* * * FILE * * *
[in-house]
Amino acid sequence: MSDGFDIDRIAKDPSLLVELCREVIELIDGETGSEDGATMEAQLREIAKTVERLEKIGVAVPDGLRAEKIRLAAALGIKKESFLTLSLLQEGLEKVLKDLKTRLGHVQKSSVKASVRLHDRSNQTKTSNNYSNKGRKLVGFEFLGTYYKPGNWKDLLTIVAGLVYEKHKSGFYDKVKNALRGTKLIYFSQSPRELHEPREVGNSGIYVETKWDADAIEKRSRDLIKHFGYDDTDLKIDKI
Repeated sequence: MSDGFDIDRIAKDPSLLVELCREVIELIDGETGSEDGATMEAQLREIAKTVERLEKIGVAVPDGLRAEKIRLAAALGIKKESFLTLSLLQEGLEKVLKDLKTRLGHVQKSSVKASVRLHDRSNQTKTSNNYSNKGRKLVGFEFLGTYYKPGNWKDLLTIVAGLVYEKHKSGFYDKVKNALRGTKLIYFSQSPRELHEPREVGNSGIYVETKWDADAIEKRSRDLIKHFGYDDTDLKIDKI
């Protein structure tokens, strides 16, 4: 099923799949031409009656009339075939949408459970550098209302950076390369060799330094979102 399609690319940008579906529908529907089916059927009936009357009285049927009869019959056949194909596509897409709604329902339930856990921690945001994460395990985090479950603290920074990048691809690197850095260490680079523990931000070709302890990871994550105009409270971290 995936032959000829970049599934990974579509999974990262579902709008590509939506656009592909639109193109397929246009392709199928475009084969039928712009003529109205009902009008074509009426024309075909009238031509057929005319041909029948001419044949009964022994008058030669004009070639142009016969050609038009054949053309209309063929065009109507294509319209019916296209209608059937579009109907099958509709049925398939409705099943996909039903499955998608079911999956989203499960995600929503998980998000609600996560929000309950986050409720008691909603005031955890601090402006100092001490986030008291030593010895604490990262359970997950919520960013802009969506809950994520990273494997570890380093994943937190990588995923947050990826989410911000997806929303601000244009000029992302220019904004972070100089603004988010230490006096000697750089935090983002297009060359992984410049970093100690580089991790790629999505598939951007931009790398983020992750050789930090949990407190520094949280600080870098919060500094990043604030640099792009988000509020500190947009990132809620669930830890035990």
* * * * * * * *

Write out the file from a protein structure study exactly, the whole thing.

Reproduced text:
[in-house]
Amino acid sequence: MSDGFDIDRIAKDPSLLVELCREVIELIDGETGSEDGATMEAQLREIAKTVERLEKIGVAVPDGLRAEKIRLAAALGIKKESFLTLSLLQEGLEKVLKDLKTRLGHVQKSSVKASVRLHDRSNQTKTSNNYSNKGRKLVGFEFLGTYYKPGNWKDLLTIVAGLVYEKHKSGFYDKVKNALRGTKLIYFSQSPRELHEPREVGNSGIYVETKWDADAIEKRSRDLIKHFGYDDTDLKIDKI
Repeated sequence: MSDGFDIDRIAKDPSLLVELCREVIELIDGETGSEDGATMEAQLREIAKTVERLEKIGVAVPDGLRAEKIRLAAALGIKKESFLTLSLLQEGLEKVLKDLKTRLGHVQKSSVKASVRLHDRSNQTKTSNNYSNKGRKLVGFEFLGTYYKPGNWKDLLTIVAGLVYEKHKSGFYDKVKNALRGTKLIYFSQSPRELHEPREVGNSGIYVETKWDADAIEKRSRDLIKHFGYDDTDLKIDKI
């Protein structure tokens, strides 16, 4: 099923799949031409009656009339075939949408459970550098209302950076390369060799330094979102 399609690319940008579906529908529907089916059927009936009357009285049927009869019959056949194909596509897409709604329902339930856990921690945001994460395990985090479950603290920074990048691809690197850095260490680079523990931000070709302890990871994550105009409270971290 995936032959000829970049599934990974579509999974990262579902709008590509939506656009592909639109193109397929246009392709199928475009084969039928712009003529109205009902009008074509009426024309075909009238031509057929005319041909029948001419044949009964022994008058030669004009070639142009016969050609038009054949053309209309063929065009109507294509319209019916296209209608059937579009109907099958509709049925398939409705099943996909039903499955998608079911999956989203499960995600929503998980998000609600996560929000309950986050409720008691909603005031955890601090402006100092001490986030008291030593010895604490990262359970997950919520960013802009969506809950994520990273494997570890380093994943937190990588995923947050990826989410911000997806929303601000244009000029992302220019904004972070100089603004988010230490006096000697750089935090983002297009060359992984410049970093100690580089991790790629999505598939951007931009790398983020992750050789930090949990407190520094949280600080870098919060500094990043604030640099792009988000509020500190947009990132809620669930830890035990």